In 1287, the invading Mongols sacked Pagan, and the central authority collapsed throughout the kingdom. Many governors, especially those in remote parts of the empire, who were already ruling like sovereign kings, openly revolted. Wareru was technically already in revolt since 1281 (or 1286) for having taken over Martaban by killing its Pagan appointed governor. Wareru made an alliance with Tarabya, the governor of Pegu (Bago), each marrying the other's daughter.[8] Their southern forces together defeated the northern forces led by Yazathingyan, who later became a co-founder of Myinsaing Kingdom, and proceeded to conquer the whole of Lower Burma. Then the two rebel leaders themselves quarreled, and in a skirmish, Tarabya was captured and executed.[7]

Wareru proclaimed himself king on 4 April 1287 according to Mon records (or 18 January 1288 per Burmese records).[note 4]

Reign (1287–1307)

Wareru, a half-Shan, tried to be a worthy successor of the Mon kings who ruled Lower Burma before it was absorbed by the Pagan Empire. He declared his kingdom as Ramanna (land of the Mons) with Martaban as its capital. Although he had just defeated the northern forces, and the Pagan Empire had ceased to exist, Wareru remained concerned about the invasions from the north for the rest of his reign.

In preparation, he secured his kingdom's rear by sending a nominal tribute to his father-in-law Ram Khamhaeng, the king of Sukhothai. In 1293, he received from Sukhothai both royal recognition and the gift of a white elephant. Indeed, the news of submission provoked a response from the Three Shan Brothers of Myinsaing, who sent a force of 8,000 to take Martaban in late 1293.[10] With his base secure, Wareru successfully repulsed the invasion force in early 1294, and was never again attacked for the remainder of his reign.[7][11] Though nominally a vassal of Sukhothai, Wareru was also concerned about Sukhothai's designs on the Tenasserim coast. To strengthen his position, in 1298, he sought and obtained recognition from the Mongols as a direct vassal of China, although Sukhothai was also a Mongol vassal.[7][8]

One Saturday in January 1307, Wareru was assassinated by his grandsons, children of Tarabya. The king was succeeded by his brother Hkun Law.[8]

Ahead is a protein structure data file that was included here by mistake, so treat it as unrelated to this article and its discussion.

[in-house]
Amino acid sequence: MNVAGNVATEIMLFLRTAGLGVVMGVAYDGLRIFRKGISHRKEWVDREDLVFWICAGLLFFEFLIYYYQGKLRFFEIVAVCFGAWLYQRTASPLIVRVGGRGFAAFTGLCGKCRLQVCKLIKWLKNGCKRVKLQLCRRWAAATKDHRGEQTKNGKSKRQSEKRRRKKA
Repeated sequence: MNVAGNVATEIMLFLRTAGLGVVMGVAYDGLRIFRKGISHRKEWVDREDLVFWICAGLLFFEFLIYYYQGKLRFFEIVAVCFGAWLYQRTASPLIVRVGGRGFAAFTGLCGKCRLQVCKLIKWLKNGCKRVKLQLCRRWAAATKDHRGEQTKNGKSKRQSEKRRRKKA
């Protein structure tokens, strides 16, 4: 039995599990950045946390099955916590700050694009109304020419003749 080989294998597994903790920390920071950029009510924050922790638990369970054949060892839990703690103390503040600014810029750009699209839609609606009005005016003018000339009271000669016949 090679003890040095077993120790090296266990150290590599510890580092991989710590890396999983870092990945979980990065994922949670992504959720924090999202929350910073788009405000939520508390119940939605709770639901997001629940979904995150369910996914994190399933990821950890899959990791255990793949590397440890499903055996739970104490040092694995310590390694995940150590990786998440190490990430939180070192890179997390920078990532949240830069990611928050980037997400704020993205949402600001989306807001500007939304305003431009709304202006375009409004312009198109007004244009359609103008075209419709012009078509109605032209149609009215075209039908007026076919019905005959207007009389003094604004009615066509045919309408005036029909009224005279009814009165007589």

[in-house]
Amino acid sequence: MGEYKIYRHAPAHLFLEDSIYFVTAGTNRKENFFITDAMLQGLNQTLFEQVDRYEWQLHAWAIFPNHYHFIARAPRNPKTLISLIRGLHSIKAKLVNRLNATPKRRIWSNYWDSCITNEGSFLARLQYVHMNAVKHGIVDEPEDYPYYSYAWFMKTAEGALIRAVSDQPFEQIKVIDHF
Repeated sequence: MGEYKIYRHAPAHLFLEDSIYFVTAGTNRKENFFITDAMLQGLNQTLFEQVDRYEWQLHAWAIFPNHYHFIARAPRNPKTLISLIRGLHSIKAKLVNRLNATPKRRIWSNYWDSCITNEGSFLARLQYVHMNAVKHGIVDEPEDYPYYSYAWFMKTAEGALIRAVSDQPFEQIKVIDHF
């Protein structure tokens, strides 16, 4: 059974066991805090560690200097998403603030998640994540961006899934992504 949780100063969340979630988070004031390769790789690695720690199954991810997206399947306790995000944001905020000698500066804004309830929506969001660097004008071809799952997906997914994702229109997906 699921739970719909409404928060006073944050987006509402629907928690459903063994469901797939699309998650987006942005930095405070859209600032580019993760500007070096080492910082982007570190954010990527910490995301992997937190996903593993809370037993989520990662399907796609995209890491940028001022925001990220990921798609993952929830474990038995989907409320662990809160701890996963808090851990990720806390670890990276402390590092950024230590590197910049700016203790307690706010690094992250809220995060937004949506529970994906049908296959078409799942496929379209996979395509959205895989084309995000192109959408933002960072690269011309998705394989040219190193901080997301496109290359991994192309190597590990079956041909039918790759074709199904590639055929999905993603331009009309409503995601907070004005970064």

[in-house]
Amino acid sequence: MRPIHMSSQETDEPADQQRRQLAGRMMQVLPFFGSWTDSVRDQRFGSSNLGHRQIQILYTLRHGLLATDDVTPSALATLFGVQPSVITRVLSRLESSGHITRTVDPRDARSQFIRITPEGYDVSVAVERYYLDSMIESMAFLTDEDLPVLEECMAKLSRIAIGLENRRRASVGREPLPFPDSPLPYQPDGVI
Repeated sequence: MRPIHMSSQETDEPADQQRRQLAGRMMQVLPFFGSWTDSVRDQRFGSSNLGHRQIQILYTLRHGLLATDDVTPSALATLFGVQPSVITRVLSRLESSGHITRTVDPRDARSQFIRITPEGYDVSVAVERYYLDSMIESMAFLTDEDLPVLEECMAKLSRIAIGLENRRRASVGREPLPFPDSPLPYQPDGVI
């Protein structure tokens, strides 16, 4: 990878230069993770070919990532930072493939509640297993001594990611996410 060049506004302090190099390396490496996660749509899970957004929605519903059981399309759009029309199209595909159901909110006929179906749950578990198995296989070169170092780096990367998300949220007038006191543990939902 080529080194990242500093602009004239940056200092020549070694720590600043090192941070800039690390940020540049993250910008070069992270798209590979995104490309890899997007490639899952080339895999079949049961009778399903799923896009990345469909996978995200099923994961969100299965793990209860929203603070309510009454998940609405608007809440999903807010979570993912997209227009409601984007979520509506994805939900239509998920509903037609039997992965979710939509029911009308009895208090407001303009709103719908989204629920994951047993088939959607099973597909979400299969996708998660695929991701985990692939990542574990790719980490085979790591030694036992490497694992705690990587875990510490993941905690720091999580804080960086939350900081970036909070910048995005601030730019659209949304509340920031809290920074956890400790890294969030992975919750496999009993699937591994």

By his skill in diplomacy and his reputation as tough warrior, the king successfully carved out a single unified kingdom in Lower Burma that would last for another two and a half centuries. Nevertheless, he was viewed more as a Shan usurper by the populace, who cheered when he was killed.[7] Wareru is responsible for the Dhammathat, (also known as Code of Wareru), the earliest surviving law book in Burma.[12] Wareru looked to improve Pagan's law book compiled by Shin Dhammavilsa, and appointed a royal commission to compile a new, more complete legal treatise. The commission produced Code of Wareru, which forms the basis of Burmese customary law.[7][8] Professor Robert Lingat has shown Ayudhya was the only Southeast Asian kingdom to develop a code of civil law, and that this was as an outgrowth of a series of works called Dhammasattha composed by Buddhist Mons, one of the most influential of which is attributed to the initiative of Wagaru or Wareru (Siamese: Cau Fa-Rua).[4][note 5] This continued to be the case until formulation of the Siamese Penal Code of 1908.[13]


  1. ^ (Pan Hla 2004: 36): Thursday, 4th waning of Late Tagu 614 ME = 20 March 1253
  2. ^ (Pan Hla 2004: 36): Tabodwe 668 ME = 5 January 1307 to 2 February 1307. Of these 7, 14, 21 and 28 January were Saturdays. He died in his 54th year.
  3. ^ (Terwiel 1983: 59); The category phu tat ya chang, "persons cutting grass for the elephants", was apparently used by the Ahom for a category of people being punished for some misdeed. This corresponds neatly to the Siamese term phu tat yii [sic] chang [ผู้ตัดญ้าช้าง] for a class of people punished in the same manner. This could be taken as an indication that the logistic problem of providing captive elephants with fodder goes back to pre-Sukhothai times and was solved by employing criminals.